The ABA’s House of Delegates, its policymaking body, met Aug. 6-7 to hear from the association’s top leaders and the Legal Services Corporation; to present the association’s highest honor, the ABA Medal; and to consider resolutions for adoption as ABA policy.
On the first day of the House meeting, delegates heard from outgoing President Wm. T. (Bill) Robinson III. Chair of the House Linda Klein praised Robinson’s leadership on the state court funding issue, and Robinson spoke about the responsibility lawyers have in standing up on behalf of courts and an independent judiciary. Robinson said that it was not good enough that lawyers as officers of the court “can make a difference. We must make a difference. It is our privilege and sacred responsibility to do so.”
Robinson also spoke about the association’s diversity efforts, including increasing outreach to bars of color, continuing the Commission on Hispanic Legal Rights and Responsibilities, and making diversity a focus of ABA appointments and section leadership. He also emphasized the ABA’s commitment to law students and young lawyers through the new Task Force on the Future of Legal Education.
At the close of the Annual Meeting, Laurel G. Bellows took the helm of the association. Bellows outlined her plans to use her position to combat human trafficking, further gender equity and protect against national cyberterrorism.
Bellows spoke about the individuals who are “unfree in the Land of the Free,” the modern-day slaves who are victims of human trafficking. Bellows said that as president, she would ensure that the ABA drafts business law standards, encourages pro bono efforts by lawyers and assists with training for first responders. In closing, Bellows emphasized that lawyers change policies, change laws, and “we change lives.”
A highlight of the House meeting was awarding the Medal of Honor. “The presentation of the ABA Medal to Morris Seligman Dees Jr. represents our profound admiration for his personal courage and incomparable leadership as one of the greatest civil rights lawyers of our time,” Robinson stated.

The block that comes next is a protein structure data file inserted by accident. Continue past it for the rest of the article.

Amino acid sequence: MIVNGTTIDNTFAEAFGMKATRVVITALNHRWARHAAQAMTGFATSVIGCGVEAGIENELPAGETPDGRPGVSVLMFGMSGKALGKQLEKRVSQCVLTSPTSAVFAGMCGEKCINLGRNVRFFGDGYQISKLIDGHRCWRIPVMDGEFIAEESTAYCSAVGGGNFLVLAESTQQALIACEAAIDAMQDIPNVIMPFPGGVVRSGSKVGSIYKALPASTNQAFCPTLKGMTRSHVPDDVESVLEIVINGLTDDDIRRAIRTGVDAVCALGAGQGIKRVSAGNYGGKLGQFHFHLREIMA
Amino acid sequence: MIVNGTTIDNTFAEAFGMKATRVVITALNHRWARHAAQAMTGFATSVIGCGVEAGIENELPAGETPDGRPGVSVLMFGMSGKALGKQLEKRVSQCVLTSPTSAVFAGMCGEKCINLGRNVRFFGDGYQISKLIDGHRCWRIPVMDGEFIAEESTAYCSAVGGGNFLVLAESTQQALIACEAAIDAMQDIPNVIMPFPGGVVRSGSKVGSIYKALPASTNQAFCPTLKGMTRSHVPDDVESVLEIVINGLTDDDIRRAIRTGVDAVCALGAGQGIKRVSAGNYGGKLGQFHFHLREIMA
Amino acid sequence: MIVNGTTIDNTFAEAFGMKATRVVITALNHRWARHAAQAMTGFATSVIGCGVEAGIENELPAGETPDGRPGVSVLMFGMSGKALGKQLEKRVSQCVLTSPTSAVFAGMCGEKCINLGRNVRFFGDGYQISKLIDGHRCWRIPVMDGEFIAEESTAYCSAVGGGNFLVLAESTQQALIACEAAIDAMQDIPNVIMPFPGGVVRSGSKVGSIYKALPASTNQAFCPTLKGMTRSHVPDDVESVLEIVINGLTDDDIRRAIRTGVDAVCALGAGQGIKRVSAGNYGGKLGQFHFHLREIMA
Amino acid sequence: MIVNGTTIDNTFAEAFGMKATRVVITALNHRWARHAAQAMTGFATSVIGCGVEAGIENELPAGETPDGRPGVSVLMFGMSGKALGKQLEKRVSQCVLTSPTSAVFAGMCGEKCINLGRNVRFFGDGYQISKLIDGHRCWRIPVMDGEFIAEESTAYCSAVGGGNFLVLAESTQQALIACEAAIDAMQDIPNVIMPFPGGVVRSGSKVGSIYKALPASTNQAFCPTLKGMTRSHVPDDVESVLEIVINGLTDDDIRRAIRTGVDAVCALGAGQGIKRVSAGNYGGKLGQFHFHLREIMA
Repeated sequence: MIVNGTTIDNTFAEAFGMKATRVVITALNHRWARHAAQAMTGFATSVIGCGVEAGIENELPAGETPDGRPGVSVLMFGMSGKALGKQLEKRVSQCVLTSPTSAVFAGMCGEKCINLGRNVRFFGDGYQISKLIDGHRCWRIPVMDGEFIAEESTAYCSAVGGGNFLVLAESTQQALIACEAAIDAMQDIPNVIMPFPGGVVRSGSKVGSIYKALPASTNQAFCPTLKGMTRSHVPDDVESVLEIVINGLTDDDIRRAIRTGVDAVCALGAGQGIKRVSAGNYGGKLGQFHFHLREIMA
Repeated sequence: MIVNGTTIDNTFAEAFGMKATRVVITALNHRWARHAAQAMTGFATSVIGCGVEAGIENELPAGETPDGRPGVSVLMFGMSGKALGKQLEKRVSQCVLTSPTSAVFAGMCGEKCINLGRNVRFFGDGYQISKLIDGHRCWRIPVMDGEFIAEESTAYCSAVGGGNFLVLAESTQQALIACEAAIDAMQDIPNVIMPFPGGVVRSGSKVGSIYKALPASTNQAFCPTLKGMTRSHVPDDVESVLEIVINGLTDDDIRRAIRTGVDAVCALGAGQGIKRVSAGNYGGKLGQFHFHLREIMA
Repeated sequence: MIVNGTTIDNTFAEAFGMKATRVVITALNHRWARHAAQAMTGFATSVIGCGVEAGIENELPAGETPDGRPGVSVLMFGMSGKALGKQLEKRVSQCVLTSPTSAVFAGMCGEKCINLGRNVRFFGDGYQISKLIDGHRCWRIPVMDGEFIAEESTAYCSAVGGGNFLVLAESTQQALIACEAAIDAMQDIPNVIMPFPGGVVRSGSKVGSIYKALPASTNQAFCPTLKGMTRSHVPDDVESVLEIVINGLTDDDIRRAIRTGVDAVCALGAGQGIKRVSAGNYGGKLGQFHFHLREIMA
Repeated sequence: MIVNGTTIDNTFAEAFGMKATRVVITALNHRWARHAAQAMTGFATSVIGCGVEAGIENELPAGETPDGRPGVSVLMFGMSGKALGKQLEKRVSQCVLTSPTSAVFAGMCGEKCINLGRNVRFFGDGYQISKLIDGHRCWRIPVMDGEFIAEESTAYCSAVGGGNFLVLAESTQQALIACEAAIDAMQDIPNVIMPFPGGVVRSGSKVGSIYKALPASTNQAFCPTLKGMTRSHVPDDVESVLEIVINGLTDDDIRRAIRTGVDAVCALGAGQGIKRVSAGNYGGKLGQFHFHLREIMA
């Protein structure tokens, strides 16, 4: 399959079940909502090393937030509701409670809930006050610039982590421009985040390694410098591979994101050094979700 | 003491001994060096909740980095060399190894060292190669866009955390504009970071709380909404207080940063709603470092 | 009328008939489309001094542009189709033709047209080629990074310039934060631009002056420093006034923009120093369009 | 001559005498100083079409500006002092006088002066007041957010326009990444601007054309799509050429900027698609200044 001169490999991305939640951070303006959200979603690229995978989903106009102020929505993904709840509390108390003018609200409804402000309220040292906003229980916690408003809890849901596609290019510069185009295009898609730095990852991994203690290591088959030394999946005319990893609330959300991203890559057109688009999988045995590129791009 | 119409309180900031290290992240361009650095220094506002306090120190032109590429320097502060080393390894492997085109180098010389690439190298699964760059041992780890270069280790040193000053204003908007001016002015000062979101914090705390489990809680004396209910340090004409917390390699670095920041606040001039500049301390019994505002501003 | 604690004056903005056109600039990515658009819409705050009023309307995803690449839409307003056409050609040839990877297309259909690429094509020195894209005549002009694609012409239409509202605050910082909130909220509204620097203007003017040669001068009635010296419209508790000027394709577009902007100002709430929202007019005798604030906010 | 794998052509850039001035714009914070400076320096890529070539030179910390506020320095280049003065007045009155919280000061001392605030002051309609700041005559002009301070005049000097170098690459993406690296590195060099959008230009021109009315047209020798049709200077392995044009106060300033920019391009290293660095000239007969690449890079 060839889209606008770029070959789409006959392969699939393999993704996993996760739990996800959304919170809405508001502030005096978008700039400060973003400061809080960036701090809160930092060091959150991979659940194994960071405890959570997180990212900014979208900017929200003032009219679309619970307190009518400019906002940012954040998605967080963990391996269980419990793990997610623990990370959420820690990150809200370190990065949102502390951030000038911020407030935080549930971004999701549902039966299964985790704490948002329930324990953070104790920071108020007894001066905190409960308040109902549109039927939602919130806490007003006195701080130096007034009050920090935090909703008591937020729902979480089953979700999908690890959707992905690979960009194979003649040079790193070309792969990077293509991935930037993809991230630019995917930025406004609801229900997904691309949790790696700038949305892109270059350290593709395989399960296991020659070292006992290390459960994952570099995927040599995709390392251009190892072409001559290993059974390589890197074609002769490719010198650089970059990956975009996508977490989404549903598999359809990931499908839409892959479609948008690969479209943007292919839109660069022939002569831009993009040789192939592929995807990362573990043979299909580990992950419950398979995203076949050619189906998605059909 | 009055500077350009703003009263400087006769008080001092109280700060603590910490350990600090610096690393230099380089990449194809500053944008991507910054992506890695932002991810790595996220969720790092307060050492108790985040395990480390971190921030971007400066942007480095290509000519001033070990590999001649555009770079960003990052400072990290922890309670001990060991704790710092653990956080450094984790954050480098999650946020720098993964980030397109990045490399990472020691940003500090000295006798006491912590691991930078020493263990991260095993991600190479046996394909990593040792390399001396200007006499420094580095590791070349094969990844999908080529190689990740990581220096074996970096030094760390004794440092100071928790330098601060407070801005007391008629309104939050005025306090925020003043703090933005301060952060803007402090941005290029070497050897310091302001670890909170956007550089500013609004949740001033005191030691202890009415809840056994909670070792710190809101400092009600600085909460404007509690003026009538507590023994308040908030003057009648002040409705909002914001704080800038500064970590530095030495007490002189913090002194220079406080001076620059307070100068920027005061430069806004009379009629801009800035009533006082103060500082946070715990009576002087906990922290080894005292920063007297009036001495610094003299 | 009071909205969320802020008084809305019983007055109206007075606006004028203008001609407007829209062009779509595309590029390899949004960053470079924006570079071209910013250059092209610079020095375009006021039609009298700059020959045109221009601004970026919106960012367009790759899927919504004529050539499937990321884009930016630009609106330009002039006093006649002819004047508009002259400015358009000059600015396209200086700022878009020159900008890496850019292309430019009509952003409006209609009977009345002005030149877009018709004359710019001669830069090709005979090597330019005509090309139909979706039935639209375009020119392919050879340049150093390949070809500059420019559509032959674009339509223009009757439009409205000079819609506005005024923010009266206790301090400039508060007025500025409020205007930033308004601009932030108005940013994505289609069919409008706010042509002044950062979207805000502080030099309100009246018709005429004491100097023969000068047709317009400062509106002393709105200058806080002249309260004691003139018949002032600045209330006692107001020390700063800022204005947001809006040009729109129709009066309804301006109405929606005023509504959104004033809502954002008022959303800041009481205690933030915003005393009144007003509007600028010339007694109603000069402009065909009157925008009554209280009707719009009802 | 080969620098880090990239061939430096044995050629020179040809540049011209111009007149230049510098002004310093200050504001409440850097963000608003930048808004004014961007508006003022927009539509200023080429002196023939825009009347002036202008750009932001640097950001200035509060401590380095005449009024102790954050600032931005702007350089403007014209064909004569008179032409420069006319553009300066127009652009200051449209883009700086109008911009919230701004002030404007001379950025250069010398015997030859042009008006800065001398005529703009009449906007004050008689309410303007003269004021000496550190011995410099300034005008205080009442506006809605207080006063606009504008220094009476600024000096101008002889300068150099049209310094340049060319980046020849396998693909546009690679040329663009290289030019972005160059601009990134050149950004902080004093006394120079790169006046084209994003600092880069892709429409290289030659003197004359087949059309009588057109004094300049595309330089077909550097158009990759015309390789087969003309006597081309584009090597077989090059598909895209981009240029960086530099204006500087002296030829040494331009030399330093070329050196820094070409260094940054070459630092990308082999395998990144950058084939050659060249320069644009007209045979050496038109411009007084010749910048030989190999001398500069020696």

Upon receiving the ABA Medal, Dees spoke about the lonely existence of being a civil rights lawyer in the Deep South in the 1960s. But he continued by saying that being in the House and receiving the award erased that loneliness.
Dees noted that he didn’t get the award by himself — that he was grateful for the work of the lawyers of the Southern Poverty Law Center, the lawyers around the country who take on pro bono cases and the contributors to the center. He also spoke proudly that the center, in light of the attack outside of Milwaukee at a Sikh temple, “was tracking the very man who did this.”
In speaking about the civil rights cases with which he has been involved, Dees praised the courageousness of the members of juries who have put their lives and safety at risk, as well as the judges who have given members of the Aryan Nations and the Ku Klux Klan fair trials.
Dees praised the ABA’s work on behalf of the rule of law, quoting Martin Luther King Jr., saying to the members of the House, “You will not be satisfied ‘until justice rolls down like water and righteousness like a mighty stream.’”
The tough economic times also took a prominent spot in the House. John G. Levi, chairman of the Legal Services Corporation Board of Directors, emphasized the need for legal services, particularly in these challenging economic times. “The combination of the significant underfunding of civil legal assistance together with the chronic underfunding of our state courts is seriously undermining America’s commitment to provide justice for all.
“The cracks in our civil justice system may not be as visible as those in our bridges and highways, but they are just as real and, in my view, pose an even greater threat,” Levi continued.
The House concluded by recognizing its new leadership. In his acceptance speech to be president-elect, James Silkenat noted that, “Among the many important roles played by the ABA, and by other bar associations in the United States, is that they help us be better lawyers and judges and educators and citizens, better able to help our clients and better able to serve the public and our justice system.”
The ABA House of Delegates also considered and adopted policy of importance to the profession and the public, including ethics in the legal profession, criminal justice reform and civil immigration detention standards governing the treatment of persons in the U.S. immigration detention system.